Review by Philip Fisher
Throughout Peter Morgan's debut play, the imagery used by both titular protagonists and their seconds is that of fighting.
This is wholly appropriate since in some ways, rather than the portrayal of a television retrospective interview, Frost Nixon can seem more like one of those 15 round rumbles in the jungle featuring Muhammad Ali and some hapless opponent.
The jet-setting lives of these two superstars are supported by Christopher Oram's gigantic 36 Screen TV, which backs a minimalist set with images that place the action and eventually focus in on Nixon as things go wrong.
By 1972, Richard Milhouse Nixon, appropriately played by former Dracula Frank Langella, was an outstandingly popular president of the United States of America who was pretty much guaranteed a landslide win in the following year's election.
However, as a result of a misjudgement that beggars belief, he was implicated in the Watergate scandal that eventually led to his resignation and would undoubtedly have left him the first American President to be impeached.
This powerful man, who apparently completely lacked small-talk, was left licking his wounds. Wishing to resurrect his life and career, he leapt at the opportunity to tell his side of the story on TV.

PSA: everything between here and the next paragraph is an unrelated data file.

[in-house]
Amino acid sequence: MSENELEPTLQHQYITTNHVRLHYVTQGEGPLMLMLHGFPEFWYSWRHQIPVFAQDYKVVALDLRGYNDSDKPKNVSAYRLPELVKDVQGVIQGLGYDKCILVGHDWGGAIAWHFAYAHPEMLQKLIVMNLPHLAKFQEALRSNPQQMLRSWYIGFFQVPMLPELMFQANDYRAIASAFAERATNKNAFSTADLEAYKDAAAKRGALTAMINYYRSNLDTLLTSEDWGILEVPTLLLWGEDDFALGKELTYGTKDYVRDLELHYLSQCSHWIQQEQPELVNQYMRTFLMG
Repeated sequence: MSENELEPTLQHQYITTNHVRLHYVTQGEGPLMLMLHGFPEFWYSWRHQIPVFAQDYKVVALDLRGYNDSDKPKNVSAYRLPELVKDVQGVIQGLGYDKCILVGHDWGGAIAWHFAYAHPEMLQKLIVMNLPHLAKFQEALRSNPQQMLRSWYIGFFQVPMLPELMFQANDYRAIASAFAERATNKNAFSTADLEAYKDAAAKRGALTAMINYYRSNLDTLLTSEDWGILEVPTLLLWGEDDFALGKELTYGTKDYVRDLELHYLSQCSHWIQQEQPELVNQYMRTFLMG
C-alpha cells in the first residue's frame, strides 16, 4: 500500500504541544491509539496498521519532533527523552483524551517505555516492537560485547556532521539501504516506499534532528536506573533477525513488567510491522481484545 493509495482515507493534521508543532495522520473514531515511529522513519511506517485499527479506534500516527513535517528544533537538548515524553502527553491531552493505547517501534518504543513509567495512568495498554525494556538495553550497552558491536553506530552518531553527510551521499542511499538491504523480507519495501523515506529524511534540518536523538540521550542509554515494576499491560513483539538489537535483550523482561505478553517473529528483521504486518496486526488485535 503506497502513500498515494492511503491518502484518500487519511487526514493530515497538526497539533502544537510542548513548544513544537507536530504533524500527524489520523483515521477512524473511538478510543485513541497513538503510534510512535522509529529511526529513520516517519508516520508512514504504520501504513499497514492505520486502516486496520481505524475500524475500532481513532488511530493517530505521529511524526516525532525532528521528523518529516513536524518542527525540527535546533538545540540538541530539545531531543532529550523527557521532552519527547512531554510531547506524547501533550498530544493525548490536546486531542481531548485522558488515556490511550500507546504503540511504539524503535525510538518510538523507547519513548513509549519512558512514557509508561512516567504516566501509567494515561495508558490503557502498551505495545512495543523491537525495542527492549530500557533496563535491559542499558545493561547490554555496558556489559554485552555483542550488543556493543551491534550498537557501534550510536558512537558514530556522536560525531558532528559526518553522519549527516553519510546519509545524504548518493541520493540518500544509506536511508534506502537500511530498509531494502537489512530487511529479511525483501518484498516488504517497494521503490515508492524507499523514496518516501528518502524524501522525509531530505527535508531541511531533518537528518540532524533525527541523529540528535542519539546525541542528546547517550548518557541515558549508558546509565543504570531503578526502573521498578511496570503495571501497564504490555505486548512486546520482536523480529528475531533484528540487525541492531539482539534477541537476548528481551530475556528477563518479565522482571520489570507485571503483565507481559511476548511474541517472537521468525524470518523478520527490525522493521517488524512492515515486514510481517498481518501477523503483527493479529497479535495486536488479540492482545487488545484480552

Probably the last man that he would have chosen as his opposite number was English journalist (Sir) David Frost, someone who will "pitch puff balls all night". However, money talks and Frost was willing to a mortgage himself to the hilt to get this opportunity.
He is portrayed, in a fine performance by Michael Sheen, as a super-confident, ladies' man who was still smarting over his sacking by New York station and wished to prove himself the best in the business.
Sheen uncannily looks, sounds and acts like Frost, where Langella for some reason only really resembles the President on the big screen, though he makes up for this with speech and body language of his subject.
The early scenes show the two men and their entourages preparing for the four one-and-a-half-hour long televised interviews and also capture their characters in subtle ways.
The play really takes off when they enter the ring up for what turned out to be 28 hours of discussions in twelve separate meetings.
The first three televised interviews all resulted in heavy beatings for Frost and without the assistance of professional Nixon baiter and biographer, Jim Reston, played by Elliot Cowan, even the discussion on Watergate might have exonerated the old man.
Interestingly, the interrogations on invasions of Vietnam and Cambodia could be used verbatim, were George W Bush to be offered a chance to sit opposite Sir David to discuss US foreign policy today.
However, once Frost starts to ask questions about the timing of the provision of information to Nixon, the former president instantly looks be a defeated and very old man. Thereby, he confirms Reston's early prediction that he would self-destruct. Strangely, all parties eventually agree that the cathartic release of these interviews was something that Nixon secretly yearned.
With the assistance of the ever reliable Michael Grandage, Peter Morgan has provided an assured script for his first play that by using multiple narrators never loses pace. By the denouement, this really does prove the interviews to be the trial that Nixon never had.